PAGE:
Rehospitalization Rates for Medicare Patients Soars

According to a recent editorial in the NY Times, an alarming one-fifth of all Medicare patients discharged from the hospital end up back in the hospital within 30 days, and fully a third return within 90 days. If this yo-yoing could be greatly reduced, Medicare could save billions of dollars. Many patients would certainly benefit from the better care.

High rates of rehospitalization are partly the fault of the hospitals. The more fundamental problem is the fragmented nature of the American medical system: too often, health-care providers fail to communicate with one another, patients fall between the cracks and no one seems clearly in charge of a patient’s welfare.

A new analysis by three researchers, published in The New England Journal of Medicine, estimated that unplanned rehospitalizations among fee-for-service beneficiaries cost Medicare $17.4 billion in fiscal year 2004, which is a big chunk of the $102.6 billion that Medicare paid hospitals that year.

Most patients were readmitted for problems other than those that led to their original hospitalizations. Surgical patients, for example, were typically readmitted for such medical conditions as pneumonia, heart failure or bacterial infections. Some of these readmissions may have been unavoidable in an elderly, sick population. But many could surely have been prevented through better planning and coordination.

The most disturbing finding was that half of the medical (nonsurgical) patients readmitted within 30 days had not seen a physician for follow-up care after they were discharged. They were apparently left on their own, perhaps with poorly understood instructions from the hospital on how to take care of themselves.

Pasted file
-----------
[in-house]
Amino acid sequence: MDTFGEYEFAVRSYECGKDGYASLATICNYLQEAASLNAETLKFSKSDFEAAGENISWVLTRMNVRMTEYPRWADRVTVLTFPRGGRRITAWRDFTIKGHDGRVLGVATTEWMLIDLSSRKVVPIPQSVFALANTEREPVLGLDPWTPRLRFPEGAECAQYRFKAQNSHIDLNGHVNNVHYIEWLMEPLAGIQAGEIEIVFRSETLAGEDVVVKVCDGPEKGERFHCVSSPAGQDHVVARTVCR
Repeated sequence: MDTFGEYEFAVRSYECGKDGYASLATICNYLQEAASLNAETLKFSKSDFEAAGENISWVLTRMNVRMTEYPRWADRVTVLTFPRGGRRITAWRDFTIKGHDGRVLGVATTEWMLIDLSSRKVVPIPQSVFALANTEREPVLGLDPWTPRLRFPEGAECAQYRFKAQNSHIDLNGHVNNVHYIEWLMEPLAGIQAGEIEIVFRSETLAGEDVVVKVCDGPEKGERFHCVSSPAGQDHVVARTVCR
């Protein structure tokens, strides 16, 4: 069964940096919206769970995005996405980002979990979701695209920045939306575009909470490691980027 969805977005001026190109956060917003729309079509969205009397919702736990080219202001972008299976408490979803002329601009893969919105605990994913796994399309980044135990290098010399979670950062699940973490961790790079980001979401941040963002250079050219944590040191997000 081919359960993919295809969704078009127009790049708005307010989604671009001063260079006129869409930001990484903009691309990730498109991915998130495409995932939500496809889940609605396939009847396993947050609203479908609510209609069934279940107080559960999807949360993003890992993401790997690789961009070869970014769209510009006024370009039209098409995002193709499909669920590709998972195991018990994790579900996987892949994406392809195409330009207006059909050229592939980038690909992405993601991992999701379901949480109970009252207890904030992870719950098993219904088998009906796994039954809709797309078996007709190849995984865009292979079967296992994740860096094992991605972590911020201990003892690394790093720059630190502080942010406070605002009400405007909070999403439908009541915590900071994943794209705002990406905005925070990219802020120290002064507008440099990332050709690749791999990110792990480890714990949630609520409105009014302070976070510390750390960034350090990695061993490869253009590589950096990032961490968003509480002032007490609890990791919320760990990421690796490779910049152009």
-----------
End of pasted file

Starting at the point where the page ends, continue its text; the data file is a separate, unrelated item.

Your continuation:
There was also wide variation in readmission rates between hospitals and between states: only 13 percent of patients were readmitted within 30 days in Idaho, compared with 22 percent in Maryland. That suggests that there is plenty of room for improvement. The rates were adjusted to compensate for the severity of patients’ illnesses, so hospitals and states with high readmission rates can’t easily blame caring for sicker patients.

Proposed solutions include better discharge planning by hospitals, more effective education of patients and closer cooperation between hospitals and physicians to ensure follow-up care.

The Obama administration, as part of its ambitious health care reform, has proposed that Medicare use incentives and penalties to encourage hospitals and doctors to cooperate in overseeing care from hospitalization through the first 30 days after discharge. The administration estimates the approach could save $26 billion over 10 years. It is a sound idea that should also improve the lives of patients.

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